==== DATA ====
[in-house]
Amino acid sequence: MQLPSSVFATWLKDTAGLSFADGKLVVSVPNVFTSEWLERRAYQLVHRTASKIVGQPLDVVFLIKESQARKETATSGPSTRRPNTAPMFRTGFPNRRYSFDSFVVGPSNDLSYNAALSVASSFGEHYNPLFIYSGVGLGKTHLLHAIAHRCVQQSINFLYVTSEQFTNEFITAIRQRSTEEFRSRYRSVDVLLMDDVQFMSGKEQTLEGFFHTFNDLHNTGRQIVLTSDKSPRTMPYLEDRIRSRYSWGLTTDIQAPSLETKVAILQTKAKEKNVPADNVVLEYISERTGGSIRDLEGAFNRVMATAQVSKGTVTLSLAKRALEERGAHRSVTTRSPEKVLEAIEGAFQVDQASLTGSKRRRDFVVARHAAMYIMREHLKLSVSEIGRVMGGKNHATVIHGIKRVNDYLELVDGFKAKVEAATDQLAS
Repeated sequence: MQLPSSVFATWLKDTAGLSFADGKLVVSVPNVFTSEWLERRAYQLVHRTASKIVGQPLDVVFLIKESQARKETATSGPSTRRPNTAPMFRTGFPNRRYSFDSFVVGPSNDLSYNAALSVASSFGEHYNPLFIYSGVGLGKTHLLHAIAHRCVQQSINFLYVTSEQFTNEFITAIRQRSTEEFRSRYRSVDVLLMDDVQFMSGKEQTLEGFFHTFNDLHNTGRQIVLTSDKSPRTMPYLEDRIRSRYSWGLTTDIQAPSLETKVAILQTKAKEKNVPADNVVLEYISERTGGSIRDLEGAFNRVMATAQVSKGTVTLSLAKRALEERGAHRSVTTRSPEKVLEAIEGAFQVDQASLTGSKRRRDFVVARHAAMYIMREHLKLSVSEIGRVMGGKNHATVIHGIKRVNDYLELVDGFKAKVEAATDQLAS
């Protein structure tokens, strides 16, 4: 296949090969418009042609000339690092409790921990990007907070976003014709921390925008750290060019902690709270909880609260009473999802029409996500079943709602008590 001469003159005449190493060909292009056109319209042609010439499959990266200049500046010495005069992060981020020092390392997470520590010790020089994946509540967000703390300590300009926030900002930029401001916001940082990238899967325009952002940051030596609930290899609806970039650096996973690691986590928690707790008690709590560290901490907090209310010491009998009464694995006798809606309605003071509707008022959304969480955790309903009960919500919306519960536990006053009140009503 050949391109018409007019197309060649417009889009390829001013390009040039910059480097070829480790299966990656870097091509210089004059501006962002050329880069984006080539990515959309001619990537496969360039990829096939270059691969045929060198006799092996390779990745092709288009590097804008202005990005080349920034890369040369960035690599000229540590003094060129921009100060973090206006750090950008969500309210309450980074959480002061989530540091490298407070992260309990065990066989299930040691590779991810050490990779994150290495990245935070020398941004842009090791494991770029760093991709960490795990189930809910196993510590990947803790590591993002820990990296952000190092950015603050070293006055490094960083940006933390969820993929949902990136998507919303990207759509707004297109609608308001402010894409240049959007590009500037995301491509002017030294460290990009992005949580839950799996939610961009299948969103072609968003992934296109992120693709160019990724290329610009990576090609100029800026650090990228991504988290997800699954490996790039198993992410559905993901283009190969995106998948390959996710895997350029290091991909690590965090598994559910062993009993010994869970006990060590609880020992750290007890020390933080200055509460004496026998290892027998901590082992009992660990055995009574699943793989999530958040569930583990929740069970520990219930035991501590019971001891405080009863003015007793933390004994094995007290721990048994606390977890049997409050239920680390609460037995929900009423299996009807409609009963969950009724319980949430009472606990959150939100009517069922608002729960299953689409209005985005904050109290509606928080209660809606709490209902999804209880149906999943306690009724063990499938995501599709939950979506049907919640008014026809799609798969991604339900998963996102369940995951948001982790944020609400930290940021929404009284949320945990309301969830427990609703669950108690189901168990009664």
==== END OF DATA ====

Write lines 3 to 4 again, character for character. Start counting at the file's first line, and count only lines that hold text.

Repeated sequence: MQLPSSVFATWLKDTAGLSFADGKLVVSVPNVFTSEWLERRAYQLVHRTASKIVGQPLDVVFLIKESQARKETATSGPSTRRPNTAPMFRTGFPNRRYSFDSFVVGPSNDLSYNAALSVASSFGEHYNPLFIYSGVGLGKTHLLHAIAHRCVQQSINFLYVTSEQFTNEFITAIRQRSTEEFRSRYRSVDVLLMDDVQFMSGKEQTLEGFFHTFNDLHNTGRQIVLTSDKSPRTMPYLEDRIRSRYSWGLTTDIQAPSLETKVAILQTKAKEKNVPADNVVLEYISERTGGSIRDLEGAFNRVMATAQVSKGTVTLSLAKRALEERGAHRSVTTRSPEKVLEAIEGAFQVDQASLTGSKRRRDFVVARHAAMYIMREHLKLSVSEIGRVMGGKNHATVIHGIKRVNDYLELVDGFKAKVEAATDQLAS
């Protein structure tokens, strides 16, 4: 296949090969418009042609000339690092409790921990990007907070976003014709921390925008750290060019902690709270909880609260009473999802029409996500079943709602008590 001469003159005449190493060909292009056109319209042609010439499959990266200049500046010495005069992060981020020092390392997470520590010790020089994946509540967000703390300590300009926030900002930029401001916001940082990238899967325009952002940051030596609930290899609806970039650096996973690691986590928690707790008690709590560290901490907090209310010491009998009464694995006798809606309605003071509707008022959304969480955790309903009960919500919306519960536990006053009140009503 050949391109018409007019197309060649417009889009390829001013390009040039910059480097070829480790299966990656870097091509210089004059501006962002050329880069984006080539990515959309001619990537496969360039990829096939270059691969045929060198006799092996390779990745092709288009590097804008202005990005080349920034890369040369960035690599000229540590003094060129921009100060973090206006750090950008969500309210309450980074959480002061989530540091490298407070992260309990065990066989299930040691590779991810050490990779994150290495990245935070020398941004842009090791494991770029760093991709960490795990189930809910196993510590990947803790590591993002820990990296952000190092950015603050070293006055490094960083940006933390969820993929949902990136998507919303990207759509707004297109609608308001402010894409240049959007590009500037995301491509002017030294460290990009992005949580839950799996939610961009299948969103072609968003992934296109992120693709160019990724290329610009990576090609100029800026650090990228991504988290997800699954490996790039198993992410559905993901283009190969995106998948390959996710895997350029290091991909690590965090598994559910062993009993010994869970006990060590609880020992750290007890020390933080200055509460004496026998290892027998901590082992009992660990055995009574699943793989999530958040569930583990929740069970520990219930035991501590019971001891405080009863003015007793933390004994094995007290721990048994606390977890049997409050239920680390609460037995929900009423299996009807409609009963969950009724319980949430009472606990959150939100009517069922608002729960299953689409209005985005904050109290509606928080209660809606709490209902999804209880149906999943306690009724063990499938995501599709939950979506049907919640008014026809799609798969991604339900998963996102369940995951948001982790944020609400930290940021929404009284949320945990309301969830427990609703669950108690189901168990009664």